I know my tour companions join me in looking forward to the show. Those from other CAMIBAart Tours will be doing the same, I am sure. Many of us have become collectors as a result of our travels together. Of course I will have an eye out for work from the artists whose work I have purchased, but it will be interesting to see their newer works and that of other artists and countries that I hope to visit in the future. For all who have been on the tours, the show will be enhanced by memories of the sights and sounds of each studio. (I will not forget my first earthquake. It was so minor that we all thought someone was wiggling on our shared outside bench. We wondered why people were fleeing the workshop!) However, one will not need the experience of a past tour to appreciate the great variety of work in the show. It will serve as an intriguing insight into the art being created in the countries visited on the tours: stone carvings, textiles, woodwork, paintings in several mediums.
I appreciate that Tour Director, Rene Ibarra, grew up in Mexico and knows the Latin American geography, society and culture. Needless to say, his connections are many and enable him to organize and fine tune the tours’ offerings. While each tour is organized around a sampling of the regional art, the goal of CAMIBAart is to provide cultural immersion. It was great fun to follow Rene through the mercado as he joked with the vendors and encouraged us to sample local fare. At restaurants, we were often joined by the owner or other locals who would entertain us with stories and information about the food and traditions. (And here I chuckle at remembering the good laugh the group had at my expense, when I gasped upon seeing all the food being brought to me after ordering a sampler of all Mexico’s mole sauces!) The smaller size of the tour groups also allowed us to get to know one another more easily as well as maintain a more flexible itinerary.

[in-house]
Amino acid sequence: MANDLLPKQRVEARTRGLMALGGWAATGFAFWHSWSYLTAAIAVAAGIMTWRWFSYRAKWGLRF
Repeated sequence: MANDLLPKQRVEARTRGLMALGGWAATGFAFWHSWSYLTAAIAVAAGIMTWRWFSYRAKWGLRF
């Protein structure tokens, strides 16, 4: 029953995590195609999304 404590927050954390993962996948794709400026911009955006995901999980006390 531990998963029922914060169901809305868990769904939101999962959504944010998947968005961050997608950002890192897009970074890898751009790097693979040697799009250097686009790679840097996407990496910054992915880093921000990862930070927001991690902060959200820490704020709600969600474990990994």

I believe that this show and these tours open a window to the countries to the south of us. In an era of increased isolationism, CAMIBAart helps maintain and strengthen connections by building awareness of people and their lives through fine art. I look forward to this show while I ponder over which country and its people I would like to visit next.
I still hate shopping in general, but I will happily go to a show or on a tour that is curated and hosted by Troy and Rene. I know it will be more than just shopping. CAMIBAart creates multidimensional feasts that are educational as well as great fun, and I might just bring home something beautiful.